New figures have revealed just how difficult 2015 was for landlord returns.
According to a new report from CoreLogic RP Data, last year featured the weakest rental conditions ever seen.
Only two capital cities saw gains in rental yields in 2015, while the rest of the country recorded losses.
In Adelaide, house yields fell from 4.3 per cent in December 2014 to 4.1 per cent in December 2015, while unit yields rose from 4.7 per cent to 4.9 per cent.
Canberra houses fell from 4.2 per cent to 4.0 per cent and units rose from 4.9 per cent to 5.1 per cent over the same period.
In Brisbane, houses fell from 4.4 per cent to 4.3 per cent, while units dropped from 5.5 per cent to 5.2 per cent.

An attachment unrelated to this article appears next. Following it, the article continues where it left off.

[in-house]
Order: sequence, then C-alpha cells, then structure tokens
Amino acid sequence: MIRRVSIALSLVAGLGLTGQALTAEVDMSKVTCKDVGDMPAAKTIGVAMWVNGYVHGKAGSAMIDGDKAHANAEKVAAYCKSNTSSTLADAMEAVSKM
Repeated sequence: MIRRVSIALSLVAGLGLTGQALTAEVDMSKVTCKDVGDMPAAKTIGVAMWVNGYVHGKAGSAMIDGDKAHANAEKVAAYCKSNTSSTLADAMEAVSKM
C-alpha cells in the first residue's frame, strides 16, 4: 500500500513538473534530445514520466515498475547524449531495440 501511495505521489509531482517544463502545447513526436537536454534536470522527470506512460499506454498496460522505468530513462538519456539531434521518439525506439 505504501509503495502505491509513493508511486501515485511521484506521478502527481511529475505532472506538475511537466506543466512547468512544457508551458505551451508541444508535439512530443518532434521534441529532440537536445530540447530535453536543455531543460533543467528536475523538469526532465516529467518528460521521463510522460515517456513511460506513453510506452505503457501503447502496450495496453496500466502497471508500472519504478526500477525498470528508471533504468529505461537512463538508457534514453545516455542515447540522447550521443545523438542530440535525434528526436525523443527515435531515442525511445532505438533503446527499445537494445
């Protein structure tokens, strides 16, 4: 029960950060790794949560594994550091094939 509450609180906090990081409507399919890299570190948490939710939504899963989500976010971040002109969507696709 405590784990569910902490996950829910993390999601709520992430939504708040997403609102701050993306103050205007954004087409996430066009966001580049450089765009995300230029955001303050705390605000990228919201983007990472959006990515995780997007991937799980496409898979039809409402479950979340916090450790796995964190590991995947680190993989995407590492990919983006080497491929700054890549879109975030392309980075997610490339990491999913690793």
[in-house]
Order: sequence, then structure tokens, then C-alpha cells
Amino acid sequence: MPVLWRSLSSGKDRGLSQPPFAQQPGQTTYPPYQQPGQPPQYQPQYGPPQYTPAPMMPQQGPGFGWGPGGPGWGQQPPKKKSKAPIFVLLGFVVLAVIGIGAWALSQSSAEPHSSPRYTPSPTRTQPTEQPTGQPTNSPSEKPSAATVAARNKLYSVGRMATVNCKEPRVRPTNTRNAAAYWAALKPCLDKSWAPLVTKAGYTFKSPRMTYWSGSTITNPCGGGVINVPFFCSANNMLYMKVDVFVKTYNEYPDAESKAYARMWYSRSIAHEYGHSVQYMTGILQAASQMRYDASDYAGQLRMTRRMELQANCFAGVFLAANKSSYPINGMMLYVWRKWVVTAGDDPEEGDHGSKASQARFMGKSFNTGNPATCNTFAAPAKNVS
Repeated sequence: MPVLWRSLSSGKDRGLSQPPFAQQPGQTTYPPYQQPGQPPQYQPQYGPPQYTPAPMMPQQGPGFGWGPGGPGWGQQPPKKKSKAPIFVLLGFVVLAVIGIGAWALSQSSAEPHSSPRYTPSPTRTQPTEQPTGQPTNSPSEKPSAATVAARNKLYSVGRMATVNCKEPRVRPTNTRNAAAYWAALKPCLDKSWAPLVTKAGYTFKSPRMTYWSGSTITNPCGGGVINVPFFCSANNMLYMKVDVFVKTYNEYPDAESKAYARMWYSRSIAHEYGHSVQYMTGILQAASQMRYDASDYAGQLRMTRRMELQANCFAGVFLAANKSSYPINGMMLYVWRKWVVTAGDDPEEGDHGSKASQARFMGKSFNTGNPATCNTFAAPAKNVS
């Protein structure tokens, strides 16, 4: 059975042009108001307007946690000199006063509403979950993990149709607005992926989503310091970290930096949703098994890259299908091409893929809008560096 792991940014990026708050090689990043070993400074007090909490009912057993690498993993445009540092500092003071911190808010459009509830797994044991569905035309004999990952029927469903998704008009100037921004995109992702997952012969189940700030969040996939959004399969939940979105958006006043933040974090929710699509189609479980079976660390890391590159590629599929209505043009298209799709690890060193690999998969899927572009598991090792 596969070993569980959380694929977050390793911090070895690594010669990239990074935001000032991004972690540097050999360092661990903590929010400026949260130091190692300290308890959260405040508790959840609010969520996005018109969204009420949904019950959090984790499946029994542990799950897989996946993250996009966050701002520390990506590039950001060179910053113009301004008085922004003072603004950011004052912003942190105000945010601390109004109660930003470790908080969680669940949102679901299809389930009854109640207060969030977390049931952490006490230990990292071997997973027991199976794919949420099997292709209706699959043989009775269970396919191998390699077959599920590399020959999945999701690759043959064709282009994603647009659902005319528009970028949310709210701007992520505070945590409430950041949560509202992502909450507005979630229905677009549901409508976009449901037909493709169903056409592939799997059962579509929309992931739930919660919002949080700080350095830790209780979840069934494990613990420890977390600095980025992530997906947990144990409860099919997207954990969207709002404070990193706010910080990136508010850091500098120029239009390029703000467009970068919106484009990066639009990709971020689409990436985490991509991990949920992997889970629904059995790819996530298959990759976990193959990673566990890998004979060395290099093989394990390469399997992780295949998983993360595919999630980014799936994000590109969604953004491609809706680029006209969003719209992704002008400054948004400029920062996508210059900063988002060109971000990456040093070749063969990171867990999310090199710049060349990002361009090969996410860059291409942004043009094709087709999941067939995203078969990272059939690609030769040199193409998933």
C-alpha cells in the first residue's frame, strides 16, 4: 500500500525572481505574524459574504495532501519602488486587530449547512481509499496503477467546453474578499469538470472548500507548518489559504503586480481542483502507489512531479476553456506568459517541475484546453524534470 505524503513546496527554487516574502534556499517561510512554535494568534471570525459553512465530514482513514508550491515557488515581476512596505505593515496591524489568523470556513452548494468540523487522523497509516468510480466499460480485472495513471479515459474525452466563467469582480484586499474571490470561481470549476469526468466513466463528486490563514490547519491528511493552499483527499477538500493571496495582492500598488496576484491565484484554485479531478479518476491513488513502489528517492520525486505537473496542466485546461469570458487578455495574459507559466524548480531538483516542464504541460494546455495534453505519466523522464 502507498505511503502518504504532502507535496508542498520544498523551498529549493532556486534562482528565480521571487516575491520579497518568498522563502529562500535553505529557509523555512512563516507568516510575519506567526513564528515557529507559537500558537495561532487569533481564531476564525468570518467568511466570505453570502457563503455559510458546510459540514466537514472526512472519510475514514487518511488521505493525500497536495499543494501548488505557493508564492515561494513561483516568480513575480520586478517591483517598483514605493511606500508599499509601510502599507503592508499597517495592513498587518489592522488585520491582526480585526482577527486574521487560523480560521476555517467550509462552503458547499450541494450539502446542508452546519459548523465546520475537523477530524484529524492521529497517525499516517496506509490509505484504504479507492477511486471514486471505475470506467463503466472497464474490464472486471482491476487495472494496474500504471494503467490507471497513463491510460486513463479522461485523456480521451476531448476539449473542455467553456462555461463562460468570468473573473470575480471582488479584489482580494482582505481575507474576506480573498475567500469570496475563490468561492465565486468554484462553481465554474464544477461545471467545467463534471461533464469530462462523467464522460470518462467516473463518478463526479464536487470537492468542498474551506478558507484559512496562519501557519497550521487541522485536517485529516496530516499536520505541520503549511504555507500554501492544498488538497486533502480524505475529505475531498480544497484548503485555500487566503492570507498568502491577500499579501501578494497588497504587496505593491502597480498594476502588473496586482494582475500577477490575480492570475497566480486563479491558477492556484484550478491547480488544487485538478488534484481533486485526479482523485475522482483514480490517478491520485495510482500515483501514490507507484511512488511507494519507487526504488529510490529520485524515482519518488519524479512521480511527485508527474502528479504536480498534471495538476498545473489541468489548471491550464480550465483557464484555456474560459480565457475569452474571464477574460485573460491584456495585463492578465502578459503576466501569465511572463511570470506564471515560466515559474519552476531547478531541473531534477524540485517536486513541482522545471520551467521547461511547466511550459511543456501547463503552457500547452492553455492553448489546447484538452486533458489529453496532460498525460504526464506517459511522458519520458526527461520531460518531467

Hobart houses fell from 5.2 per cent to 5.1 per cent, while units dropped from 5.8 per cent to 5.3 per cent.
Sydney houses fell from 3.5 per cent to 3.2 per cent and units dropped from 4.4 per cent to 4.1 per cent.
In Perth, houses fell from 4.0 per cent to 3.8 per cent and units fell from 4.7 per cent to 4.3 per cent.
Melbourne houses dipped from 3.2 per cent to 2.9 per cent, while units fell from 4.2 per cent to 4.0 per cent.
In Darwin, houses dropped from 6.0 per cent to 5.3 per cent and units fell from 5.9 per cent to 5.1 per cent.
CoreLogic RP Data head of research Tim Lawless said the low yields correspond with reduced rental growth across the country.
“With dwelling values rising substantially more than rents in Sydney and Melbourne, this ongoing effect has created a compression in gross rental yields to the extent that gross yields in these cities are now only marginally higher than record lows,” Mr Lawless said.